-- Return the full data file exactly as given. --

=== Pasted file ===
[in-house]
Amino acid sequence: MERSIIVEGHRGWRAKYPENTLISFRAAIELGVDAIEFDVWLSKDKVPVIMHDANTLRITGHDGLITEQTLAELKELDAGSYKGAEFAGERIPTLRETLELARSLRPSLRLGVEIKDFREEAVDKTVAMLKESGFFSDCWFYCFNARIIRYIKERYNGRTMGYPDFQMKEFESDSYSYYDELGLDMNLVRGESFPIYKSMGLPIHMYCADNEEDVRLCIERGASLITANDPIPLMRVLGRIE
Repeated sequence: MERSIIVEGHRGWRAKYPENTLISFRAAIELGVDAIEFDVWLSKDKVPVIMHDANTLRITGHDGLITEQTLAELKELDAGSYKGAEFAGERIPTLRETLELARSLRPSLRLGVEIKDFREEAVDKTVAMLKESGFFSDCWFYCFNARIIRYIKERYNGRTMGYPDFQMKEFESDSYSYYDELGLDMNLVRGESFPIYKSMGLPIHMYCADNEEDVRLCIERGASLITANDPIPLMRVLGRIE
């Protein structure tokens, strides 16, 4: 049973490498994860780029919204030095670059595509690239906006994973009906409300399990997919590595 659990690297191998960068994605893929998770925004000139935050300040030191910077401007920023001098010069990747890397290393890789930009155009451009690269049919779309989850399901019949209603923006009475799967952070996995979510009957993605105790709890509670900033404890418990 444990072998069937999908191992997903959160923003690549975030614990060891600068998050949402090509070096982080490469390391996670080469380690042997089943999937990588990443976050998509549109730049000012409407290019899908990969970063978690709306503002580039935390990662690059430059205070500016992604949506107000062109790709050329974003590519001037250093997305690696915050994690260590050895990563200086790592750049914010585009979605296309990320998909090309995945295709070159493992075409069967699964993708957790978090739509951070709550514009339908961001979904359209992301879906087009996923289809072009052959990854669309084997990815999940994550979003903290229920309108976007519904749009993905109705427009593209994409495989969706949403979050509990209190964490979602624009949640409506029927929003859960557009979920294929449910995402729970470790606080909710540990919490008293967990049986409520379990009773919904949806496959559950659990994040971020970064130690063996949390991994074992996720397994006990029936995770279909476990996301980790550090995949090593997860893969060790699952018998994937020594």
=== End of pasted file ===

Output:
[in-house]
Amino acid sequence: MERSIIVEGHRGWRAKYPENTLISFRAAIELGVDAIEFDVWLSKDKVPVIMHDANTLRITGHDGLITEQTLAELKELDAGSYKGAEFAGERIPTLRETLELARSLRPSLRLGVEIKDFREEAVDKTVAMLKESGFFSDCWFYCFNARIIRYIKERYNGRTMGYPDFQMKEFESDSYSYYDELGLDMNLVRGESFPIYKSMGLPIHMYCADNEEDVRLCIERGASLITANDPIPLMRVLGRIE
Repeated sequence: MERSIIVEGHRGWRAKYPENTLISFRAAIELGVDAIEFDVWLSKDKVPVIMHDANTLRITGHDGLITEQTLAELKELDAGSYKGAEFAGERIPTLRETLELARSLRPSLRLGVEIKDFREEAVDKTVAMLKESGFFSDCWFYCFNARIIRYIKERYNGRTMGYPDFQMKEFESDSYSYYDELGLDMNLVRGESFPIYKSMGLPIHMYCADNEEDVRLCIERGASLITANDPIPLMRVLGRIE
């Protein structure tokens, strides 16, 4: 049973490498994860780029919204030095670059595509690239906006994973009906409300399990997919590595 659990690297191998960068994605893929998770925004000139935050300040030191910077401007920023001098010069990747890397290393890789930009155009451009690269049919779309989850399901019949209603923006009475799967952070996995979510009957993605105790709890509670900033404890418990 444990072998069937999908191992997903959160923003690549975030614990060891600068998050949402090509070096982080490469390391996670080469380690042997089943999937990588990443976050998509549109730049000012409407290019899908990969970063978690709306503002580039935390990662690059430059205070500016992604949506107000062109790709050329974003590519001037250093997305690696915050994690260590050895990563200086790592750049914010585009979605296309990320998909090309995945295709070159493992075409069967699964993708957790978090739509951070709550514009339908961001979904359209992301879906087009996923289809072009052959990854669309084997990815999940994550979003903290229920309108976007519904749009993905109705427009593209994409495989969706949403979050509990209190964490979602624009949640409506029927929003859960557009979920294929449910995402729970470790606080909710540990919490008293967990049986409520379990009773919904949806496959559950659990994040971020970064130690063996949390991994074992996720397994006990029936995770279909476990996301980790550090995949090593997860893969060790699952018998994937020594």